3. Literary report. A correspondent, reading my obituary of Dick Lupoff, writes, "I didn't know that 12:01 pm was written by Lupoff. When I saw it, I thought it was far superior to Groundhog Day which I saw later and which was just boring." Dick certainly thought he'd written a high-caliber story (no arguments from me), and he'd be very pleased at this testimony that the movie made directly from it is superior to the commercial imitation. Now I regret that I can't write him and pass along the compliment.

Monday, October 26, 2020

Sunday, October 25, 2020

Pachelbel's greatest hit

According to this (can everybody read this, or do you have to be a member?), the first recording of Pachelbel's Canon was by Arthur Fiedler in 1940. This is not the Pachelbel you probably expect; it's fast and astringent and sounds like the contrapuntal exercise that it really is.

Here's a recent historically-informed arrangement of a similar interpretation.

So from whence came the sad and weepy reading we're more used to hearing? From Jean-François Paillard, who slowed down the tempo and added those arpeggiated pizzicatos that really makes it what it's become.

Friday, October 23, 2020

Dick Lupoff

Here's the news that he's died at the age of 85.

I guess that most of what I had to say about him was in my review of his memoirs. To me, he wasn't so much Richard A. Lupoff, author of science fiction, fantasy, and detective fiction, as he was this guy I knew called Dick. He was always friendly and welcoming, and I found we could talk together easily despite the disparity of our interests.

I didn't read much of his fiction, except for the famous "12:01 P.M.", which he and others felt was ripped off for the movie Groundhog Day. We talked about that once; I regret that I never took him up on the vaguely proffered offer to come over to his house and watch tapes of the two filmed adaptations of "12:01 P.M." and see what I thought of them in contrast with Groundhog Day.

Well, that's among the many things we leave undone. Farewell, Dick. You and Pat will rest easily among our warm memories.

Wednesday, October 21, 2020

a little day music

A couple pleasant pieces of online music that e-mail links have sent my way recently.

The suite from Copland's Appalachian Spring in the original chamber ensemble instrumentation. If you haven't heard it this way before, prepare to be invigorated.

Shostakovich's Waltz No. 2, the one from Eyes Wide Shut, with accordion:

Sunday, October 18, 2020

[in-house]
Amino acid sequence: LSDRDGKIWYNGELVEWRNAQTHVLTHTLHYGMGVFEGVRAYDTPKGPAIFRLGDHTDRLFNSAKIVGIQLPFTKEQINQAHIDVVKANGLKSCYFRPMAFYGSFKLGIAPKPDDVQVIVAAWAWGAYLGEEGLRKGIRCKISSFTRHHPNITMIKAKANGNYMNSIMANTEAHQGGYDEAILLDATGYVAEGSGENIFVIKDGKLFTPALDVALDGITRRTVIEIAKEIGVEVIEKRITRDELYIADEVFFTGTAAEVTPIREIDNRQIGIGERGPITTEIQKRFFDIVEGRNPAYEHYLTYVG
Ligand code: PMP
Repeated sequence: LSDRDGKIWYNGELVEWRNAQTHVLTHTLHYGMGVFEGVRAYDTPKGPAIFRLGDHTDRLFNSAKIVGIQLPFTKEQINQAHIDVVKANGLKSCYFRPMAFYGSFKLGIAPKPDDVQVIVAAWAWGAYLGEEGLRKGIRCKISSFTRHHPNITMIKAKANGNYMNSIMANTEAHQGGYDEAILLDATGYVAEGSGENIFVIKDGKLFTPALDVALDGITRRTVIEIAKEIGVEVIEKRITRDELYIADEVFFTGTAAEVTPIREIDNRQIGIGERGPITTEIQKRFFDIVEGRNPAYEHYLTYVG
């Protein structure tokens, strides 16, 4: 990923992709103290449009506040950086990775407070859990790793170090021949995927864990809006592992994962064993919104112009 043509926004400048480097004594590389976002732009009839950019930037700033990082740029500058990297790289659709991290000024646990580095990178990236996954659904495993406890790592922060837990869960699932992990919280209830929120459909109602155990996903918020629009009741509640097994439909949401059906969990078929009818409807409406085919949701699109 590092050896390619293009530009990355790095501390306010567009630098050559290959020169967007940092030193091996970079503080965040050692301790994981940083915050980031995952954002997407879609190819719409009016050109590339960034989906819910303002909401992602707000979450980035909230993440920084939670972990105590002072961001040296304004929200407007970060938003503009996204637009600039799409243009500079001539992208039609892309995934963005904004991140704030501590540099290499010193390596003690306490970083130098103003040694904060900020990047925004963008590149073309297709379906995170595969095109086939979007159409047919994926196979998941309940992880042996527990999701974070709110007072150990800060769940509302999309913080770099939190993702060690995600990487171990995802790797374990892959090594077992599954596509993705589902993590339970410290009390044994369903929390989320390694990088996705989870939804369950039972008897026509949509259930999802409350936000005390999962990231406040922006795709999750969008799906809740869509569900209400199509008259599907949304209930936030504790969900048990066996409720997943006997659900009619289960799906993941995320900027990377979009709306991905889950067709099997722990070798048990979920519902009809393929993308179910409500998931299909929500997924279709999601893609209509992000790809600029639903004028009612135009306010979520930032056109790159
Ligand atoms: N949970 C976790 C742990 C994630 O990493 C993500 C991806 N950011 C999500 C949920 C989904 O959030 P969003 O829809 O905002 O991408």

funny colonoscopy stories

It's 1962. USAF Major Frank Borman (later commander of Apollo 8, the first human flight around the Moon) is taking the medical tests attending on his application to become an astronaut, and this includes a colonoscopy:
Mine revealed a polyp the size of a BB shot; they took it out and, although a biopsy showed it to be non-malignant, they insisted on my staying over for additional GI tests.
I got the usual barium enema, followed by a session with some kind of X-ray machine hooked up to a small screen. They laid me on one side and started looking at the feature presentation on the screen.
One doctor exclaimed, "My God, look at that!"
Another said in the tone of a hanging judge, "You've got a mass in your belly, Major - it's a tumor. Very serious. You'll have to go into surgery this afternoon."
"You're nuts!" I retorted. "There isn't a damned thing wrong with me."
The four internists clustered around the table clucked disaprovingly at this amateur diagnosis. "Take a look at what's on the screen," the principal voice of doom advised ominously.
I looked and broke into a cold sweat. Sure enough, there was a white mass in my intestines. They were still conferring over the telltale X ray when a radiologist, a Dr. Randall, happened to come in and immediately asked what all the fuss was about. A definite tumor, possibly malignant, he was told. He looked at the screen and shook his head.
"Turn him over," he ordered.
They did. The white mass disappeared. Randall stared unbelievingly at his colleagues, as if they were a quartet of medical students about to flunk out.
"You've been looking at a pool of barium," he murmured.

- Frank Borman, with Robert J. Serling, Countdown: An Autobiography (1988)

Saturday, October 17, 2020

household duties

1) We're having another heat wave, which among other things means further exasperation with our ancient oven, whose temperature control is slightly broken and never turns entirely off, which of course results in radiant heat. This time I had an idea. (No, not replace the range: it's not ours, it's the landlord's, and as long as it works properly when asked to, which it mostly does, I'd rather not deal with the question, especially as the complex controls on new devices intimidate me.) My new idea was, turn off the circuit breaker when I'm not using the range.